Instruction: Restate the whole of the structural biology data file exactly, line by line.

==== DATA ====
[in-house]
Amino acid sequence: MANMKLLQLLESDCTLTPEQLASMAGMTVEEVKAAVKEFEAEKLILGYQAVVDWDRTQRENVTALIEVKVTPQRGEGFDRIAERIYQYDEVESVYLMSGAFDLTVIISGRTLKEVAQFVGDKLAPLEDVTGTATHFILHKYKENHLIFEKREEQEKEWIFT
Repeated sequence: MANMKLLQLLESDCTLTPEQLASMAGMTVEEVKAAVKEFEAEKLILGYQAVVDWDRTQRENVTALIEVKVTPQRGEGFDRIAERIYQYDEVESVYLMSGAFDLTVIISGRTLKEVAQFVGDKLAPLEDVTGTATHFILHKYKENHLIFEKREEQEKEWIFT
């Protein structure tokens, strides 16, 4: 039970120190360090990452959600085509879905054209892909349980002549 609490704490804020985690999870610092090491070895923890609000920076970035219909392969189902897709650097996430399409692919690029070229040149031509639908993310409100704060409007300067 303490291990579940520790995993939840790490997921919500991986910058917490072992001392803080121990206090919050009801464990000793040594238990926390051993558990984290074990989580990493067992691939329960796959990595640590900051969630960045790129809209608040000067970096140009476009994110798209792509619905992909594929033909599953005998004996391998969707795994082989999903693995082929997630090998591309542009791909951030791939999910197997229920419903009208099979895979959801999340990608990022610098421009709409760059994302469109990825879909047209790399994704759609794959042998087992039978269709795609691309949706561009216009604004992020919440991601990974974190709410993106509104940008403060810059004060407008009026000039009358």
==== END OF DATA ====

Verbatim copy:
[in-house]
Amino acid sequence: MANMKLLQLLESDCTLTPEQLASMAGMTVEEVKAAVKEFEAEKLILGYQAVVDWDRTQRENVTALIEVKVTPQRGEGFDRIAERIYQYDEVESVYLMSGAFDLTVIISGRTLKEVAQFVGDKLAPLEDVTGTATHFILHKYKENHLIFEKREEQEKEWIFT
Repeated sequence: MANMKLLQLLESDCTLTPEQLASMAGMTVEEVKAAVKEFEAEKLILGYQAVVDWDRTQRENVTALIEVKVTPQRGEGFDRIAERIYQYDEVESVYLMSGAFDLTVIISGRTLKEVAQFVGDKLAPLEDVTGTATHFILHKYKENHLIFEKREEQEKEWIFT
């Protein structure tokens, strides 16, 4: 039970120190360090990452959600085509879905054209892909349980002549 609490704490804020985690999870610092090491070895923890609000920076970035219909392969189902897709650097996430399409692919690029070229040149031509639908993310409100704060409007300067 303490291990579940520790995993939840790490997921919500991986910058917490072992001392803080121990206090919050009801464990000793040594238990926390051993558990984290074990989580990493067992691939329960796959990595640590900051969630960045790129809209608040000067970096140009476009994110798209792509619905992909594929033909599953005998004996391998969707795994082989999903693995082929997630090998591309542009791909951030791939999910197997229920419903009208099979895979959801999340990608990022610098421009709409760059994302469109990825879909047209790399994704759609794959042998087992039978269709795609691309949706561009216009604004992020919440991601990974974190709410993106509104940008403060810059004060407008009026000039009358």